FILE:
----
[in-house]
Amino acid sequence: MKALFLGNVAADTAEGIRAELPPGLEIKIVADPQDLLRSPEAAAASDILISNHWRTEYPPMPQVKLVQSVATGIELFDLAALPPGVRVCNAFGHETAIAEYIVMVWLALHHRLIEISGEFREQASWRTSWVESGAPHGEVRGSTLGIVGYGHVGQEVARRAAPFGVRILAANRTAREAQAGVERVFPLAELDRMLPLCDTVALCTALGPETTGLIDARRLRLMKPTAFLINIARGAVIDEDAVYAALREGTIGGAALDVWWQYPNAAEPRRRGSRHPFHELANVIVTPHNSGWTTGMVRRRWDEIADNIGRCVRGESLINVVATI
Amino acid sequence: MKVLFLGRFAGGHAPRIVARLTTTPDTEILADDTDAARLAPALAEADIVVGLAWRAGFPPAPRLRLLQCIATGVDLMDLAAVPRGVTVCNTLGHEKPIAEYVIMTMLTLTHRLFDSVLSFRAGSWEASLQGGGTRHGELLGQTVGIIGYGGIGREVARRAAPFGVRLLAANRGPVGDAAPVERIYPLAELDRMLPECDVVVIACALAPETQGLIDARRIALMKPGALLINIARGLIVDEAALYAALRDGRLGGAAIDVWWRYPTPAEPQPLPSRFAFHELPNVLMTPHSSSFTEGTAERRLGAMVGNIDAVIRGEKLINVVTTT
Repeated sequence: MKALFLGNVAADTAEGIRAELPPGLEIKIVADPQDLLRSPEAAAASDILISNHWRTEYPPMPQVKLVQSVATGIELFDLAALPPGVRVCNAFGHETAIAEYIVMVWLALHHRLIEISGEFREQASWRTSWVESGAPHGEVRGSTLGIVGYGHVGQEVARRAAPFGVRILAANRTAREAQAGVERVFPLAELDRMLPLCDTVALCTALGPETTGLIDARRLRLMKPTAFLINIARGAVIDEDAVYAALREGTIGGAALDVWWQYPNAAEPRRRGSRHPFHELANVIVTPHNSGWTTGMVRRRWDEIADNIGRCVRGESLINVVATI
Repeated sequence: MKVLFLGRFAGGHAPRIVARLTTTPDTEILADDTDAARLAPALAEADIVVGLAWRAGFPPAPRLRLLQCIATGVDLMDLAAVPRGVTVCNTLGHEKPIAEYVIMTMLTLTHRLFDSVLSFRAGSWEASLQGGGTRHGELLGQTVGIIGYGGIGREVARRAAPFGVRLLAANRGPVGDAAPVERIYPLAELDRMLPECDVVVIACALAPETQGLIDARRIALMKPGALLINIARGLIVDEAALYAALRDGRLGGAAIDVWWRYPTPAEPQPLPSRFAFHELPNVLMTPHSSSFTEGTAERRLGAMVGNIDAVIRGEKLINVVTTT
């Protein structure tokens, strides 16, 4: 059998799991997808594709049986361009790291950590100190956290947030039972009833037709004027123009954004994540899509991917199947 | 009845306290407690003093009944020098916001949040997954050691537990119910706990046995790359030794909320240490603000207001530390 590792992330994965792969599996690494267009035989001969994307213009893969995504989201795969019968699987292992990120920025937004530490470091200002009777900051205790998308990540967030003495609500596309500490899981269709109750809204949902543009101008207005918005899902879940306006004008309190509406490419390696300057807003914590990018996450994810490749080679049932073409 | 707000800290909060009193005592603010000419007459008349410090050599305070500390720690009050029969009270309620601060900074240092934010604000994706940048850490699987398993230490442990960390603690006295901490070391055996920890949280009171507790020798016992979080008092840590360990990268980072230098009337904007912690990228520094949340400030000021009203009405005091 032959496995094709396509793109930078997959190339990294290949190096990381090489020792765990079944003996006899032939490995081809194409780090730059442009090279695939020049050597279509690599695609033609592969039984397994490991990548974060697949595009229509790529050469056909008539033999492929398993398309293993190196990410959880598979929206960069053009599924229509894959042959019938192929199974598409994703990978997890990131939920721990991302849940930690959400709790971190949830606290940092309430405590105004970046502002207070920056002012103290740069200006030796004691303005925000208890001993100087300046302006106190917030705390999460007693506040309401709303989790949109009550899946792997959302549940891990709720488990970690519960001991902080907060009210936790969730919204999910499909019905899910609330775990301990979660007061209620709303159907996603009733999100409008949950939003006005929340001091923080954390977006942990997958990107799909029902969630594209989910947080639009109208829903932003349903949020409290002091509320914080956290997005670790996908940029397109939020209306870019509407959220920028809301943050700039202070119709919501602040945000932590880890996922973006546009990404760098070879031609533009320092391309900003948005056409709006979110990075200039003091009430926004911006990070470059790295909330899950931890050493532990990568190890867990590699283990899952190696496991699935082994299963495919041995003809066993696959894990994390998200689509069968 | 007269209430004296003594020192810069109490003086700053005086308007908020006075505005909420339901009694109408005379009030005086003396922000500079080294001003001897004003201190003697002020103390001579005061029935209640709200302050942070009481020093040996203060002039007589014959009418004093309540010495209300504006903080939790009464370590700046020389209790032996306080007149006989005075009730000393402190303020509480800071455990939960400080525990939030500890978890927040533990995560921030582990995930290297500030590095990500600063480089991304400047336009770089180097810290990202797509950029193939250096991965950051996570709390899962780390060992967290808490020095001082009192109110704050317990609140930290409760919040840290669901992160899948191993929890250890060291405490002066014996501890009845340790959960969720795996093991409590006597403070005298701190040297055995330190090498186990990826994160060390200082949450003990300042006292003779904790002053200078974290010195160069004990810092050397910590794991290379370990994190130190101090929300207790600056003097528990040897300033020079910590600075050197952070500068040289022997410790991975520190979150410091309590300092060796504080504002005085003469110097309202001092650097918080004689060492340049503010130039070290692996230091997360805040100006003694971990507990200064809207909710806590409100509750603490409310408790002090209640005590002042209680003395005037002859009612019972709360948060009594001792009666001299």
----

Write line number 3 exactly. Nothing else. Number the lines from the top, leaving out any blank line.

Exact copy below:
Amino acid sequence: MKVLFLGRFAGGHAPRIVARLTTTPDTEILADDTDAARLAPALAEADIVVGLAWRAGFPPAPRLRLLQCIATGVDLMDLAAVPRGVTVCNTLGHEKPIAEYVIMTMLTLTHRLFDSVLSFRAGSWEASLQGGGTRHGELLGQTVGIIGYGGIGREVARRAAPFGVRLLAANRGPVGDAAPVERIYPLAELDRMLPECDVVVIACALAPETQGLIDARRIALMKPGALLINIARGLIVDEAALYAALRDGRLGGAAIDVWWRYPTPAEPQPLPSRFAFHELPNVLMTPHSSSFTEGTAERRLGAMVGNIDAVIRGEKLINVVTTT